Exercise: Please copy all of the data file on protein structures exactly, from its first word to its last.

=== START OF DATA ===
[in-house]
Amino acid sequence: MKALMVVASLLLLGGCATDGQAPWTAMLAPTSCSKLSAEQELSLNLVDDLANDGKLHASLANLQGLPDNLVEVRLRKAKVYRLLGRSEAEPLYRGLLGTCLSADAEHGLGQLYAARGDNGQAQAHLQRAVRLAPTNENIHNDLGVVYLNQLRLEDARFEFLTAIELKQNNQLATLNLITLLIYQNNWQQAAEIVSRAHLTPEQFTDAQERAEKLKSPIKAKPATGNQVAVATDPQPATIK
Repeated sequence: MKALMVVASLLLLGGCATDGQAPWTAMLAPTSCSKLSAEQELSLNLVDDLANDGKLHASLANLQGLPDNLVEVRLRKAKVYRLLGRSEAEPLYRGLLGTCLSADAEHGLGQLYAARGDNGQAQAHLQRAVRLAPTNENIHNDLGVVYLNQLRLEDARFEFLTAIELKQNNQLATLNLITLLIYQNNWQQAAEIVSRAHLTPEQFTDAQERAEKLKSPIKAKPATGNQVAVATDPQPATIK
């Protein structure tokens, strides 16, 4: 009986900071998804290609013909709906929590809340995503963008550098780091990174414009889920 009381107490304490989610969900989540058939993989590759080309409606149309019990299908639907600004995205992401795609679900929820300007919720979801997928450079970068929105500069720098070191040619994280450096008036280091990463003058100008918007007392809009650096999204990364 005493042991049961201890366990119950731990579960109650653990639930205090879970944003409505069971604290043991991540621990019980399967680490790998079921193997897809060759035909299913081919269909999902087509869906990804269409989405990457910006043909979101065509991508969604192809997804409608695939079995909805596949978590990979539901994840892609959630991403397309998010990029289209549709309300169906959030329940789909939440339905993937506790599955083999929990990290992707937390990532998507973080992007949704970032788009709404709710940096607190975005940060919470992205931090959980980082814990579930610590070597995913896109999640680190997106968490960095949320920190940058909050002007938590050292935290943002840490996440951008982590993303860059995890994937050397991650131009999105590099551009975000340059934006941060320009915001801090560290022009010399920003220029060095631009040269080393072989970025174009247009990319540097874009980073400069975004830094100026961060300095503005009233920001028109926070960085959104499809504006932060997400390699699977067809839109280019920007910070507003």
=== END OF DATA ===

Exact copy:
[in-house]
Amino acid sequence: MKALMVVASLLLLGGCATDGQAPWTAMLAPTSCSKLSAEQELSLNLVDDLANDGKLHASLANLQGLPDNLVEVRLRKAKVYRLLGRSEAEPLYRGLLGTCLSADAEHGLGQLYAARGDNGQAQAHLQRAVRLAPTNENIHNDLGVVYLNQLRLEDARFEFLTAIELKQNNQLATLNLITLLIYQNNWQQAAEIVSRAHLTPEQFTDAQERAEKLKSPIKAKPATGNQVAVATDPQPATIK
Repeated sequence: MKALMVVASLLLLGGCATDGQAPWTAMLAPTSCSKLSAEQELSLNLVDDLANDGKLHASLANLQGLPDNLVEVRLRKAKVYRLLGRSEAEPLYRGLLGTCLSADAEHGLGQLYAARGDNGQAQAHLQRAVRLAPTNENIHNDLGVVYLNQLRLEDARFEFLTAIELKQNNQLATLNLITLLIYQNNWQQAAEIVSRAHLTPEQFTDAQERAEKLKSPIKAKPATGNQVAVATDPQPATIK
């Protein structure tokens, strides 16, 4: 009986900071998804290609013909709906929590809340995503963008550098780091990174414009889920 009381107490304490989610969900989540058939993989590759080309409606149309019990299908639907600004995205992401795609679900929820300007919720979801997928450079970068929105500069720098070191040619994280450096008036280091990463003058100008918007007392809009650096999204990364 005493042991049961201890366990119950731990579960109650653990639930205090879970944003409505069971604290043991991540621990019980399967680490790998079921193997897809060759035909299913081919269909999902087509869906990804269409989405990457910006043909979101065509991508969604192809997804409608695939079995909805596949978590990979539901994840892609959630991403397309998010990029289209549709309300169906959030329940789909939440339905993937506790599955083999929990990290992707937390990532998507973080992007949704970032788009709404709710940096607190975005940060919470992205931090959980980082814990579930610590070597995913896109999640680190997106968490960095949320920190940058909050002007938590050292935290943002840490996440951008982590993303860059995890994937050397991650131009999105590099551009975000340059934006941060320009915001801090560290022009010399920003220029060095631009040269080393072989970025174009247009990319540097874009980073400069975004830094100026961060300095503005009233920001028109926070960085959104499809504006932060997400390699699977067809839109280019920007910070507003």